In this tutorial, you'll learn how to create you own profile outline and use it as a stencil to transform old jam jars into stunning silhouette vases. You could also make gorgeous personalised wedding decorations or tealight holders by using the silhouettes of the bride and groom. Read on for the full step-by-step tutorial.
- Two or more old jam jars.
- Two cans of 100ml color spray (we used fast dry enamel in sky blue and white).
- Fine tip pen.
- Contact paper.
- Craft knife (X-acto or Stanley knife).
- Cutting board.
- White lace.
- Cooking pot.
- Silhouettes template.
- Face mask (for spray-painting).
1. Prepare Your Materials
If you don't want to create your own silhouettes and designs, choose from the variety of classic silhouette profiles and decorative borders we've created for you to download. Print them out on a sheet of A4 paper and each design should fit an average jam jar. Otherwise, follow the instructions to create your own silhouette in Step 3.
First, clean your jam jars and remove all labels. Sink them in a cooking pot of boiling water for a couple of minutes. Take them out carefully, and when they start to cool slightly, peel off the sticky labels. The heat makes the labels soft and easier to remove. Rub them to remove any sticky residue (you could also use methylated spirits). Rinse and dry carefully.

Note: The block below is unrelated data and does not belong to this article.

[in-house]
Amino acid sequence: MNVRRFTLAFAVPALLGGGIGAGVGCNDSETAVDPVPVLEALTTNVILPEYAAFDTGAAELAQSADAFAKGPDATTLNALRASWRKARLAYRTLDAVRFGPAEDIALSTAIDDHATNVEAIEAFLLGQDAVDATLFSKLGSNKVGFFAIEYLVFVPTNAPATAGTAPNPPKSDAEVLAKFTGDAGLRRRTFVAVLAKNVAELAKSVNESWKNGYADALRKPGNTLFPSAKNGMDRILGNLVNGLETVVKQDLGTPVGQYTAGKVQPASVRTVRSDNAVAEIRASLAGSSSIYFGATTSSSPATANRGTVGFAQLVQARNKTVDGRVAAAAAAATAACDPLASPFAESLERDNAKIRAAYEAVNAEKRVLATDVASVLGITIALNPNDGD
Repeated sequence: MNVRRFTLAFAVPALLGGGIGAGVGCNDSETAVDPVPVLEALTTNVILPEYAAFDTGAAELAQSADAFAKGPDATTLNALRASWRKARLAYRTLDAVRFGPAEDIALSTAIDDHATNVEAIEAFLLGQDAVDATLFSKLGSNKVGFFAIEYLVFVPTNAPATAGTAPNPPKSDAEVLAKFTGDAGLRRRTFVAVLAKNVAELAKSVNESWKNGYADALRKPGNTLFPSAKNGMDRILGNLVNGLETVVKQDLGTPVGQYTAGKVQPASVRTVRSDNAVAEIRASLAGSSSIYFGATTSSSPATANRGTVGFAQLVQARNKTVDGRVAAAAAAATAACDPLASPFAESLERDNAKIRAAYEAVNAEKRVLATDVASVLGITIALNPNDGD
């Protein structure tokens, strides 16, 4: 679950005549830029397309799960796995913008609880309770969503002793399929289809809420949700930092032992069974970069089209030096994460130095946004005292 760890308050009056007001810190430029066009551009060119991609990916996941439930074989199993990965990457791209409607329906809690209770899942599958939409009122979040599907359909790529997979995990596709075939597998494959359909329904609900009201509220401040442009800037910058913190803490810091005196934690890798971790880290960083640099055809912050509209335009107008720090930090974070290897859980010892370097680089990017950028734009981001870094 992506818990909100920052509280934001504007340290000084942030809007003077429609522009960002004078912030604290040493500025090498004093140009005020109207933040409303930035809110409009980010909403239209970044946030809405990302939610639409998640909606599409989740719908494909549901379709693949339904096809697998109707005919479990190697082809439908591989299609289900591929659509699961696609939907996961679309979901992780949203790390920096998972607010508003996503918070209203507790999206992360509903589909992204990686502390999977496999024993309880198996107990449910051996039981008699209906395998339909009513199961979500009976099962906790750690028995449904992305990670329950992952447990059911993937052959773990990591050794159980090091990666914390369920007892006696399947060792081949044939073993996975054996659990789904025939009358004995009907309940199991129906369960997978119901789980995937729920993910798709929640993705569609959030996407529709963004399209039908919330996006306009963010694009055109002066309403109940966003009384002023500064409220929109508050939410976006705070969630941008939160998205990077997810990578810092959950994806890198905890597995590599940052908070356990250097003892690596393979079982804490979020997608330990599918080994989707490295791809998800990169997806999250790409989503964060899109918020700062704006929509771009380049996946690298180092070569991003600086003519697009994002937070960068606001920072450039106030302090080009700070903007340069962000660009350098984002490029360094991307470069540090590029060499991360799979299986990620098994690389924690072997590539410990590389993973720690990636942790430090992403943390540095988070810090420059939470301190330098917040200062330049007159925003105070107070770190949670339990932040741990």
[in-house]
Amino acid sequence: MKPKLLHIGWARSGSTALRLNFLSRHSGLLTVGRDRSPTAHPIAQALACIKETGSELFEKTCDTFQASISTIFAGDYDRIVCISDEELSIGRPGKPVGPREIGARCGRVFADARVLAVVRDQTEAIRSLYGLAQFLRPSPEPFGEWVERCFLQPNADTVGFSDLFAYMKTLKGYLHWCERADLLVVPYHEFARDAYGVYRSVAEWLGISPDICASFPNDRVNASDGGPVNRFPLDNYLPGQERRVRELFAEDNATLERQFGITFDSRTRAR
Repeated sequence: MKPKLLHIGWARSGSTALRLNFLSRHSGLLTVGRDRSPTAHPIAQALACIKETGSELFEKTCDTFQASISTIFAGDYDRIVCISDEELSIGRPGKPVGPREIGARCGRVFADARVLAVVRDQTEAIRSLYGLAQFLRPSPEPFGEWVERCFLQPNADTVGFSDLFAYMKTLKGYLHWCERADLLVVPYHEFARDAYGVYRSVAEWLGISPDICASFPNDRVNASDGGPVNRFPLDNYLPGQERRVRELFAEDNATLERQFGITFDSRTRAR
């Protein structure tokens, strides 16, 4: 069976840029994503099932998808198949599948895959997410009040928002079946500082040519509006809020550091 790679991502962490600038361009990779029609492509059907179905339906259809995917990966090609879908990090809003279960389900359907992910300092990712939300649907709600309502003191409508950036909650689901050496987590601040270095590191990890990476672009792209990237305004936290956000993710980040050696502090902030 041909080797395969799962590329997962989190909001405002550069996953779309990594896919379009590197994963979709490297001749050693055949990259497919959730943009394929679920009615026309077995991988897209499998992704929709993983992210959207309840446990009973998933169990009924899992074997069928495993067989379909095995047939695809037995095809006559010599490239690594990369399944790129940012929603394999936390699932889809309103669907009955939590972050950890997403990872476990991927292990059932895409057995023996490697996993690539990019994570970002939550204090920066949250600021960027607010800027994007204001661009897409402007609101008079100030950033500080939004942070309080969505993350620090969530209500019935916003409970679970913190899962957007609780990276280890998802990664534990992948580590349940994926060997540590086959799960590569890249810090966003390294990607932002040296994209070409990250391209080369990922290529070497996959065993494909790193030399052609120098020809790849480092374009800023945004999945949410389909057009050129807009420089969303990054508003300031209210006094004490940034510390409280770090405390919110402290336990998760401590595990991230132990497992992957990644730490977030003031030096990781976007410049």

Take a profile photo of your subject. For the best silhouettes, follow our top tips:
- Ask your subject to turn sideways to the camera and make sure their face is in complete profile. It is important that the subject is not turned three-quarters to the camera. Your camera should be positioned directly opposite your subject and at eye level.
- A solid background of a contrasting color works better. I used a dark blue background to define the outline, however this made things slightly tricky around the hair.
- For a more realistic profile, the subject should have a relaxed facial expression.
Once you have your photo, print it on a sheet of A4 paper several times. You will need to shrink the portrait to around 3cm x 3cm.
2. Create the Silhouette Stickers
Trace around the outline of your subject on your printed photo using a fine tip pen. You will have lost a lot of detail when you shrunk the photo to a small size, so keep your outline minimal. If you're not happy with your outline, try again on another printed photo.
Now, place the contact paper over your photo with the paper side facing upwards. Using the fine tip pen, trace over the outline on to the contact paper.
Use your craft knife to carefully cut out around the outline of the silhouette. Be careful when cutting and mind your fingers!
If you wish to make a couple, you need to make another silhouette. Create the other outline using the same method as described above. Just make sure the person is facing the other side, so that the two portraits face each other in the end result.
Now, it's time to make a frame for the two figures. Select the border that best suits your jam jar. Make sure the silhouette fits neatly inside. Fold a piece of contact paper in half and place it over the selected frame with the paper side facing outwards. Trace the frame's outline using the fine tip pen.